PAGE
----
Jeremy Thorpe

Hugh Grant is doing a great turn as Thorpe. Looking back on it, the whole tale was much more than ‘A very English Scandal’. It was high farce. This is from Frances Wheen’s review of Michael Bloch’s biography.

Did Thorpe mean to kill Scott or merely to give him a fright. Either way it's a preposterous yarn , expertly narrated by Bloch in which the best man from Thorpe's wedding consults a Welsh carpet merchant, who recruits a Swansea nightclub owner, who hires an airline pilot and part time hit man named Andrew 'Gino Newton, who shoots Scott's Great Dane, Rinka - as  a consequence  of which Thorpe is accused of conspiracy to murder and the late editor of the Literary Review, Auberon Waugh, stands for Parliament against him on behalf of the Dog Lovers' Party.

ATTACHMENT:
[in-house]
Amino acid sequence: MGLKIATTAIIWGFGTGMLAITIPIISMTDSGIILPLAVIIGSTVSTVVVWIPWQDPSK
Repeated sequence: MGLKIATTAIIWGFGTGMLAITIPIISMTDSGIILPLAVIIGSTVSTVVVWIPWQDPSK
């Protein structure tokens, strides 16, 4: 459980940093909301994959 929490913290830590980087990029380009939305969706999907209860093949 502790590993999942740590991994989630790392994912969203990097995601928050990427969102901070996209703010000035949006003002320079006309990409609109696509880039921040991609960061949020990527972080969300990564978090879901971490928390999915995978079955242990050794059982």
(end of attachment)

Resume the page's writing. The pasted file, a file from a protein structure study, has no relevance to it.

At which point you may scratch your ear and think: can any of this be true? It reads like a shaggy-dog story, fittingly enough, and credulity is stretched even further by some of Bloch's supporting cast: DCS Proven Sharpe, head of Devon and Cornwall. CID; his chief constable, Colonel Ranulph 'Streaky' Bacon; Norman Scott's most sympathetic landlady, Mrs Friendship; his kindly Jesuit mentor, Father Sweetman. And then there's  the handsome young Buckingham Palace footman who had an affair with Thorpe and wrote about it many years later in his memoir, Adventures of a Gentleman's Gentleman. His name? Guy Hunting.


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